English version


From Longman Dictionary of Contemporary Englishone-offˈone-off1 adjective [only before noun] British English  ONLYhappening or done only once, not as part of a regular series syn one-shot American English It’s yours for a one-off payment of only £200.
Examples from the Corpus
one-offMany extremely interesting publications on art currently only exist as a one-off draft.So far, most discounters have stuck to selling food, though Aldi does use one-off promotions of clothing to attract customers.In fact the whole exercise was fairly straight forward, except for one problem which required a one-off solution.They will play a one-off Test and three one-day internationals between March 10-25.It's the one-off thug who normally panics and lashes out.Verdict: Recommended for one-off use in conditions where you dare not risk an expensive camera.one-off paymentIn addition, a number of one-off payments were made to the Partnerships.This is a one-off payment which protects the lender in case you default on the loan.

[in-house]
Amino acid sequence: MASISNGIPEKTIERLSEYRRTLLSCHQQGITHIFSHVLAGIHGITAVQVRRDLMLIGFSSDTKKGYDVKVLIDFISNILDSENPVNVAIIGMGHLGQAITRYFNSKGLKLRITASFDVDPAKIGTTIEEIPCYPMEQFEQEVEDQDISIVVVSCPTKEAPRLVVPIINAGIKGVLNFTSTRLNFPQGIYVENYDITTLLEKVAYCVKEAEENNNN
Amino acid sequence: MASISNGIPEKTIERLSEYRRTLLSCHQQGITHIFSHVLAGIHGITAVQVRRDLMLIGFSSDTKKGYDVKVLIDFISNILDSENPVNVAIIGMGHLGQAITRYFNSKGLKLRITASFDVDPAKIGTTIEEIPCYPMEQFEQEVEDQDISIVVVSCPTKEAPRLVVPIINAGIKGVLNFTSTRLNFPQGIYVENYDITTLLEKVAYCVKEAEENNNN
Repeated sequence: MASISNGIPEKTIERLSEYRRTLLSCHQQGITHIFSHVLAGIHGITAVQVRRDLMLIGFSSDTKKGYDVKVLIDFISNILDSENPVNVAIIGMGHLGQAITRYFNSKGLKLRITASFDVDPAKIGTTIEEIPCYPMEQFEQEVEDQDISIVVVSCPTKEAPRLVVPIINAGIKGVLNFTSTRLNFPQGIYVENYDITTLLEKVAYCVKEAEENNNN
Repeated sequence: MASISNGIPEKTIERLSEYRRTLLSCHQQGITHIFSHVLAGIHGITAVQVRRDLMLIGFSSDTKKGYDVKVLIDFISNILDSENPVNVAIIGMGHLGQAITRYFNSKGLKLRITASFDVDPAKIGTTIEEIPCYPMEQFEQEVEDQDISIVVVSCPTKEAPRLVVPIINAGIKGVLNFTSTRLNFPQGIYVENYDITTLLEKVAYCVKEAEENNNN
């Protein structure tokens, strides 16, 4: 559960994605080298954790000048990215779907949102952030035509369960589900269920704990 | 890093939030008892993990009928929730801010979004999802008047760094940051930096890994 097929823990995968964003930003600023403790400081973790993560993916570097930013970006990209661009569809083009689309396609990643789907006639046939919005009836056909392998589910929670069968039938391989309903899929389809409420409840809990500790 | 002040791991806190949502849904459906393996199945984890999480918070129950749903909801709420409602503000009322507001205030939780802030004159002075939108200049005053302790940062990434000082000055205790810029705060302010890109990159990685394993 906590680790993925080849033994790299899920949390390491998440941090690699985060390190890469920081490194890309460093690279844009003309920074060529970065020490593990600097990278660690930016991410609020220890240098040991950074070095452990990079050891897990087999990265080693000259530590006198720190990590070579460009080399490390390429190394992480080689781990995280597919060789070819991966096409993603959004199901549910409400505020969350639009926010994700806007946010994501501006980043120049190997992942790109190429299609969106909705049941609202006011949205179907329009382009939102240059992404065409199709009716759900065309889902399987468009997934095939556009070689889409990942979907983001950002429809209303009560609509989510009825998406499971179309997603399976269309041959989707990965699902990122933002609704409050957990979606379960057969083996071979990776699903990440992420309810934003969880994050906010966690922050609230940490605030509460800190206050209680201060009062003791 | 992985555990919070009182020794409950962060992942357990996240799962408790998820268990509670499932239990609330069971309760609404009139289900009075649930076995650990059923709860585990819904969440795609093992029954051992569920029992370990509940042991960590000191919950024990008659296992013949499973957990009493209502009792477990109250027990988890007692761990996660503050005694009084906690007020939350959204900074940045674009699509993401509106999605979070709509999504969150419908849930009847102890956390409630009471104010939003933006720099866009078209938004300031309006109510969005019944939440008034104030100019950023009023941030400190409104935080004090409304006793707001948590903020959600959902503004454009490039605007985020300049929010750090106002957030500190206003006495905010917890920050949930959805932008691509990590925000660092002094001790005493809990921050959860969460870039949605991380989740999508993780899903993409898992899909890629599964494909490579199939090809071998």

one-offˌone-ˈoff2 noun [countable] British English  1 DIFFERENTsomething that is done or made only once The deal was a one-off.2 informalDIFFERENT someone who is completely different from anyone else
Examples from the Corpus
one-offEver since 1959, and Bomb, Miles had been experimenting with small magazines and one-offs.Some were marked as regular orders, some as one-offs.
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